One line in former justice Ian Binnie's report on senators' expenses made it all sound fine: "I impute no bad motives to any of the senators," he wrote. No wonder the Senate made that quote the headline of its press release. Don't worry, Canada. All is well in the Red Chamber.
But read on in Mr. Binnie's report, and he does find a problem: Senators judge their work as important public business and some don't worry much about putting reasonable limits on the costs.
That's always been the nub of this mess, from Mike Duffy to the 30 senators named in an Auditor-General's report. Senators have wide latitude to decide what is Senate business and many felt they're so important they're entitled to rack up expenses on the public dime.
Mr. Binnie asserted the rules are clear, but that shouldn't be the end of it. There is no reform under way that really addresses the Senate's expense problem. Prime Minister Justin Trudeau has promised to reduce partisanship in the Senate, but there's still the money.
Think of Colin Kenny, a member of the Senate Liberal caucus appointed by then-prime minister Pierre Trudeau on the day before he left office in 1984.
There were questions that had been flagged by the Auditor-General about whether Mr. Kenny expensed trips that were more for personal purposes than business. Mr. Kenny, who took a special interest in defence and security, would fly to Toronto or Vancouver to meet with a journalist, and then attend personal activities. He had breakfast in Toronto several times with The Globe and Mail's Colin Freeze – and used that as the justification for his travel expenses.
On one such occasion, Mr. Kenny had meetings with two journalists and then-Toronto police chief Bill Blair; he also had a suit fitting the night before and dinner at Scaramouche and travelled by limo.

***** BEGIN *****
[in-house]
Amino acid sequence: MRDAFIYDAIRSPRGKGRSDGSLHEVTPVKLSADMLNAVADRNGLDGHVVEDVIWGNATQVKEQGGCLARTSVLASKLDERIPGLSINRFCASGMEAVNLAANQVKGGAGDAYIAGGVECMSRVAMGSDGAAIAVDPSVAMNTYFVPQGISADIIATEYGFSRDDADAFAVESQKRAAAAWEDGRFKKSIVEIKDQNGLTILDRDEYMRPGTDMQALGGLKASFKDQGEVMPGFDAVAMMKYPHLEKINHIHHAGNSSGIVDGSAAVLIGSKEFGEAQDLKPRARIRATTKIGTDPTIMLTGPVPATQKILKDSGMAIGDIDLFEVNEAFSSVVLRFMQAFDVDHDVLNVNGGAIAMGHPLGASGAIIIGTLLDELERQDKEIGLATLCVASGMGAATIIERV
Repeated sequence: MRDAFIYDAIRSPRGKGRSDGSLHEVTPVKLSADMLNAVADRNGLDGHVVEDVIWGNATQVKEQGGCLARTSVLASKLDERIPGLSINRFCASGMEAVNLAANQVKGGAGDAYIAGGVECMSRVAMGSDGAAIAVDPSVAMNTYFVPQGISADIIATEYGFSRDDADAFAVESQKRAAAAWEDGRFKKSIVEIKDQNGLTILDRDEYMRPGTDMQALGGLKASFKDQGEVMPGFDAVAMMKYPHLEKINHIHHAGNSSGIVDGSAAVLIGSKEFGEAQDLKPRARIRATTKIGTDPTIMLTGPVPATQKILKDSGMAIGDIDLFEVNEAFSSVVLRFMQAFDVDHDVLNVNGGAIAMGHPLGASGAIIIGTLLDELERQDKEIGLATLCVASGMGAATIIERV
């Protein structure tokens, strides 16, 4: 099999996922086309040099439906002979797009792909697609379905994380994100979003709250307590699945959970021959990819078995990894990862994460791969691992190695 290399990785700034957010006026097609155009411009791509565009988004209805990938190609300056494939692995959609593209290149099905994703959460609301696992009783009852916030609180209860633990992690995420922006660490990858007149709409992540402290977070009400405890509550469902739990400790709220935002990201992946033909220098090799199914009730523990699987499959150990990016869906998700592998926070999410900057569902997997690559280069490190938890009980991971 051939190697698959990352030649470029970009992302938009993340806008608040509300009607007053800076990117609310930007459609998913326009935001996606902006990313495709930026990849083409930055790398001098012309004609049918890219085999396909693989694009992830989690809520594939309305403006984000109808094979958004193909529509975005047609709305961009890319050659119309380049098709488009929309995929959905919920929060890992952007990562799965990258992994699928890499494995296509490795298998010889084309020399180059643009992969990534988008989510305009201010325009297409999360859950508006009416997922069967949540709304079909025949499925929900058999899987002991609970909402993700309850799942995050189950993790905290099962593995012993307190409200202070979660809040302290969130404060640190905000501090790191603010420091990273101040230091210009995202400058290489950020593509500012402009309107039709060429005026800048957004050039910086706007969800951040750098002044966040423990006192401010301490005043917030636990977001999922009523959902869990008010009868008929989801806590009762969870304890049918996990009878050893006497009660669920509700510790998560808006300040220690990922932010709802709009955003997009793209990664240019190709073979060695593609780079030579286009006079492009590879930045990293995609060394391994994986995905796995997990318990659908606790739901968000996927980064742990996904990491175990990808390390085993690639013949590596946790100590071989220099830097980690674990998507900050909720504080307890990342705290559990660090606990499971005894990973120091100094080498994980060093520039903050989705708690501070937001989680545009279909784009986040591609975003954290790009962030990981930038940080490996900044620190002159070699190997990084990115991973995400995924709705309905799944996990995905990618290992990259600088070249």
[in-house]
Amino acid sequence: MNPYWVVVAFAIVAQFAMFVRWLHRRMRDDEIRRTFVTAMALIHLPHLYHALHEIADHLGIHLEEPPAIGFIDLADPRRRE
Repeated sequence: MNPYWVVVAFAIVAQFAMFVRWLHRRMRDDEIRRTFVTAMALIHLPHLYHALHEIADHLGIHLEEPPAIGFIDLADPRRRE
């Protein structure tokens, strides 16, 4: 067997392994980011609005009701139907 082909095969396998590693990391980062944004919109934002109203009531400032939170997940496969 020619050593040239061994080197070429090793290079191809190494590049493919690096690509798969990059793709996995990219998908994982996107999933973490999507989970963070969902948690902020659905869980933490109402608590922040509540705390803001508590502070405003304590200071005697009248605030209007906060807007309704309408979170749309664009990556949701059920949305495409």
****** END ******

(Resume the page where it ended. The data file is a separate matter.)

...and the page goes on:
But even if Mr. Kenny considered that justified as a business trip, Mr. Binnie found he did it so often the expenses were unreasonable – dozens of trips to Toronto and Vancouver, including many meetings with the same journalists.
The problem was not the rules, Mr. Binnie said. "In my view … the problem for many of the senators singled out by the Auditor-General was not so much the clarity of the rules as it was a casual attitude towards the limits of their entitlement," he wrote. The senators didn't ask whether the public business accomplished was worth the expense.
Mr. Binnie was by no means a hanging judge. The former Supreme Court justice came into the whole Senate expense saga after Auditor-General Michael Ferguson flagged the expenses of those 30 senators, and Mr. Binnie's job was to arbitrate the complaints of senators who felt the Auditor-General had been unfair. Mr. Binnie heard their appeals, in effect – in all, 14 senators asked for arbitration. Mr. Binnie usually lowered the sums they owed. If senators had a reasonable explanation for undocumented expenses, he said, he took it.
Mr. Binnie didn't have a mandate to look into nefarious intent. Mr. Duffy's criminal trial is presumably going to define some of the bright red lines about senatorial expenses. The former Supreme Court justice was applying the wisdom of Solomon to settling expense tabs, not deciding who's a crook. But he decided the rules are clear and said senators now know their expenses will be scrutinized.
But all is not well. Mr. Binnie's report notes that senators, as independent legislators, authorize their own expenses. There are guidelines on what is Senate business, but there's still a lot of subjective choice in them – a senator, Mr. Binnie noted, can pick any issue he wants as his interest, even if no one else thinks it's worthwhile. Mr. Kenny picked security issues. "He essentially made and pursued his own agenda at public expense," Mr. Binnie said.
That's a lot of leeway for an unelected legislator. Especially if there's no cap. Mr. Kenny claimed $153,088 over 2011 and 2012.
And that's where obvious reform is needed: Senators should have tight caps on expenses. Mr. Binnie concluded some senators don't do a cost-benefit analysis on their expenses. But most Canadians probably think no senators' expense is worth the money. A cap would at least set the limits of their entitlement.